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Editor's rating: 
Saturday, 01 March 2008 |  Written by El Bicho  | 
Elizabeth: The Golden Age Nominated for two well-deserved Academy Awards for Best Actress and Best Costume Design, "Elizabeth: The Golden Age" finds Cate Blanchett and director Shekhar Kapur returning to the world they created in 1998’s award-winning "Elizabeth." As the film opens, the year is 1585. Devout Catholic King Phillip II (Jordi Mollà) of Spain, the most powerful empire at the time, has thrown Europe into a holy war. The only thing that stands in his way is England and its Protestant Queen. Elizabeth’s cousin Mary Queen of Scots (Samantha Morton) is in prison at Fotheringhay Castle. She is next in line, has a son unlike The Virgin Queen, and is considered the rightful ruler of the country by Catholics. There is a fear among Elizabeth’s court that Catholics are likely to assassinate her in order to place Mary on the throne, which is why her ...
Editor's rating: 
Saturday, 01 March 2008 |  Written by El Bicho  | 
Pride & Prejudice "Pride and Prejudice," Jane Austen’s best-known novel, is given the cinematic treatment once again with Keira Knightly starring as our heroine Elizabeth Bennett under first-time feature director Joe Wright. The story is set in the English countryside at the beginning of the 19th century. Elizabeth lives with her family on a modest farm. The girls are all unmarried, a worry to Mrs. Bennett (Brenda Blethyn) because should Mr. Bennett (Donald Sutherland) pass away, his cousin Mr. Collins (Tom Hollander) will inherit the farm. Elizabeth has dreams of romantic love. When word gets out that wealthy bachelor named Mr. Bingley (Simon Woods) is moving into the neighborhood, Mrs. Bennett gets motivated. She introduces her daughters to him at a ball where he and Jane (Rosamund Pike) appear to be taken with each other. Elizabeth meets Bingley’s friend, Mr. Darcy (Matthew Macfadyen), but he’s ...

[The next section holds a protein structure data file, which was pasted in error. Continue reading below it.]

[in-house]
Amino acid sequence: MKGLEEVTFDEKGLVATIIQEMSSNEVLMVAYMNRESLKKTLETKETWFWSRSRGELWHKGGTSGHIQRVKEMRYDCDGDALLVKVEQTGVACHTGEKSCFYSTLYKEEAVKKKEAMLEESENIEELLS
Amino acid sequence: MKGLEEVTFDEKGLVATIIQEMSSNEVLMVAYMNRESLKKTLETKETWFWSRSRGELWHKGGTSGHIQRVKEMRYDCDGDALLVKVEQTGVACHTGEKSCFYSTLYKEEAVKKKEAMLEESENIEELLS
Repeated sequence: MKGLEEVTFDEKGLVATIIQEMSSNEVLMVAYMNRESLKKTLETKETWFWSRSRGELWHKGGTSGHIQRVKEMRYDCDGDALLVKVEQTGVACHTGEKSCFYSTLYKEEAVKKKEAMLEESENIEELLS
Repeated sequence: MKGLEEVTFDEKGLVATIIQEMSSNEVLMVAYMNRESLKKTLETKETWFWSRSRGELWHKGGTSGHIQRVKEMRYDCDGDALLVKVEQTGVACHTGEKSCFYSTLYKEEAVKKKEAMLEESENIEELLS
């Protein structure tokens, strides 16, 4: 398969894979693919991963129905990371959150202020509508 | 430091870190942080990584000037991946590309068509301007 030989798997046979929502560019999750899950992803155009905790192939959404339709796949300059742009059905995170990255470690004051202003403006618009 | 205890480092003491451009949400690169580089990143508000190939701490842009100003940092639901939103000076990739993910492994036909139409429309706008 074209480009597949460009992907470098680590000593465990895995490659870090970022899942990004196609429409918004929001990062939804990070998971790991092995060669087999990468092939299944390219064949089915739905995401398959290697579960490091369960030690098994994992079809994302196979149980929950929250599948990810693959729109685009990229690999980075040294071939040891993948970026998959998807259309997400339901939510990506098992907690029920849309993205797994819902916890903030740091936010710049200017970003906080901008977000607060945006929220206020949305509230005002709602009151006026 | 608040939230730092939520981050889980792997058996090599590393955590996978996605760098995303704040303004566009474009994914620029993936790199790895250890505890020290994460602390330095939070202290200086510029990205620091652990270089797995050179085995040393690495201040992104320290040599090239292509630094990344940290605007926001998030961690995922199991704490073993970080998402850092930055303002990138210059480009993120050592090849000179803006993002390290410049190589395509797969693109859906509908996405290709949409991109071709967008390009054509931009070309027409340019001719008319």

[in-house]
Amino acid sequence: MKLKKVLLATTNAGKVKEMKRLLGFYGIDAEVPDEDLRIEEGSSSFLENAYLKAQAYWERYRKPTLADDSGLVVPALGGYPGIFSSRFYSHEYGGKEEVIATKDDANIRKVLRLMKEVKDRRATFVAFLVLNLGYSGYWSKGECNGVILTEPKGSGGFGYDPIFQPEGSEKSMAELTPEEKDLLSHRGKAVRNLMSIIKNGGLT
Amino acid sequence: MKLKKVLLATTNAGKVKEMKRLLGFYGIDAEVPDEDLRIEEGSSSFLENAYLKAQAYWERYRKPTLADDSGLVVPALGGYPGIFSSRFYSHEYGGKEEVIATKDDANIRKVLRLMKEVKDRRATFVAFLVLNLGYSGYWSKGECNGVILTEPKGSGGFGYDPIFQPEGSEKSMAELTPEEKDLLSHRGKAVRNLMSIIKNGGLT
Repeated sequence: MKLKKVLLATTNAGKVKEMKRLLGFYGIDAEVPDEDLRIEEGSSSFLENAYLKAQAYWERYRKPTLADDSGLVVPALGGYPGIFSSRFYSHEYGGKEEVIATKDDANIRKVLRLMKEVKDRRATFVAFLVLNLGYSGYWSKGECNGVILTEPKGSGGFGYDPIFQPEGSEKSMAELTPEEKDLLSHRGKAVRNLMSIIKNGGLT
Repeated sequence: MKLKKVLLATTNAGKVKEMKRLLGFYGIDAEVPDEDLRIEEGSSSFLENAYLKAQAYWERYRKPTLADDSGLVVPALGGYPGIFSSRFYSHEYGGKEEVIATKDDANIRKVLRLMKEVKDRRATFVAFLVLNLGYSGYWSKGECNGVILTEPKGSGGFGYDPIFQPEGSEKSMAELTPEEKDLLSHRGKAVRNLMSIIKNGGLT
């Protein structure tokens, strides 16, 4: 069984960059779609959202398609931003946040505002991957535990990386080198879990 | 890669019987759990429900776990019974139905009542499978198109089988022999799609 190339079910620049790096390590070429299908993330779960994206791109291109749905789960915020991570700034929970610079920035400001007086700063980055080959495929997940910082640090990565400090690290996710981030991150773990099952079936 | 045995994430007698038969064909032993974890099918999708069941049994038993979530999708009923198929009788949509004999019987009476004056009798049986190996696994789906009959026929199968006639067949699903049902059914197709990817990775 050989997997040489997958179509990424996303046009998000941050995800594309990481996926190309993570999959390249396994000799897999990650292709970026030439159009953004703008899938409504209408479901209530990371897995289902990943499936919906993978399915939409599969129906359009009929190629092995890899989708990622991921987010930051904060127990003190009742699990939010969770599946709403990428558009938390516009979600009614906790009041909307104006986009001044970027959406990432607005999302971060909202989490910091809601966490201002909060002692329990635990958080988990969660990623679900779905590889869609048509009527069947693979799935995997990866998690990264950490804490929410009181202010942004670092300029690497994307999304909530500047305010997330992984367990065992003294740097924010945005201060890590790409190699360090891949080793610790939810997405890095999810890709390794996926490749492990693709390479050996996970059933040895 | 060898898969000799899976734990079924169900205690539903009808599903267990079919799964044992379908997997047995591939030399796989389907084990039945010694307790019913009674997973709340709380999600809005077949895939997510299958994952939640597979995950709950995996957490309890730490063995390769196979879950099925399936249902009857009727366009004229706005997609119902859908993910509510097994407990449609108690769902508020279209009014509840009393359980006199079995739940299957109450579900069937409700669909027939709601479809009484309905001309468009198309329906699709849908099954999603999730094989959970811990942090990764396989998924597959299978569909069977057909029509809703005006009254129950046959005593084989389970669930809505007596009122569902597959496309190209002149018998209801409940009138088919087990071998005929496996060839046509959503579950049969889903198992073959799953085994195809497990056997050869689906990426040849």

Editor's rating: 
Saturday, 01 March 2008 |  Written by El Bicho  | 
Talk to Me Set in Washington D.C., the film opens in May 1966 with WOL radio executive Dewey Hughes (Chiwetel Ejiofor) visiting his brother Milo (Mike Epps) in prison, where he’s serving 20 to life. Petey Greene (Don Cheadle) acts as a disc jockey as he broadcasts over the prison P.A. system. Milo has told his brother about Petey, but Dewey finds him crude and unfunny. As Dewey leaves the facility, he crosses paths with Petey who asks about a job at the radio station. Dewey has no interest in Petey due in part to his being a convict with at least five to ten left on his sentence. Rather than tell Petey “No” when he says he’s going to look him up when he gets out, Dewey replies, “You do that,” believing he will never hear from Petey again. During a meeting at ...
Editor's rating: 
Friday, 01 February 2008 |  Written by Mel Odom  | 
Elizabeth “Elizabeth” is a return to the pomp and splendor Hollywood used to present decades ago. It’s also the first movie in what is probably going to be a trilogy. The second movie, featuring Cate Blanchett again in the title role of Queen Elizabeth, is “Elizabeth: the Golden Age”. It came out in October of 2007 and will be hitting DVDs in February 2008, so in a month fans of the movies can pick them both up on HD DVD format. I recently read a biography of Queen Elizabeth. I was familiar with most of the country’s economic, political, and religious activities. Elizabeth was an amazing woman who ascended to the throne at a time that would have destroyed most men. The fact that she was a woman and overcame religious conflict makes her successes even more amazing and unparalleled. The movie deals ...
Editor's rating: 
Tuesday, 01 January 2008 |  Written by Mel Odom  | 
Hurricane, The “The Hurricane” is one of those films that are loved by true movie watchers and not just people who go to the theater to kill an hour and a half or two hours. It has deep, textured storytelling, character building, and plenty of room for an actor as gifted as Denzel Washington to do some of his best work. Too many movies are simply rushed through. “The Hurricane” gathers intensity slowly, the delivers in an overwhelming rush just like its namesake. It helps that the movie has its roots in real life. Reuben “Hurricane” Carter is still alive today and doing his best at seventy years old to help wrongly convicted prisoners get out of prison and get on with their lives. Lesra Martin, the young man whose life was so drastically altered by his encounter with Carter’s book, “The Sixteenth ...
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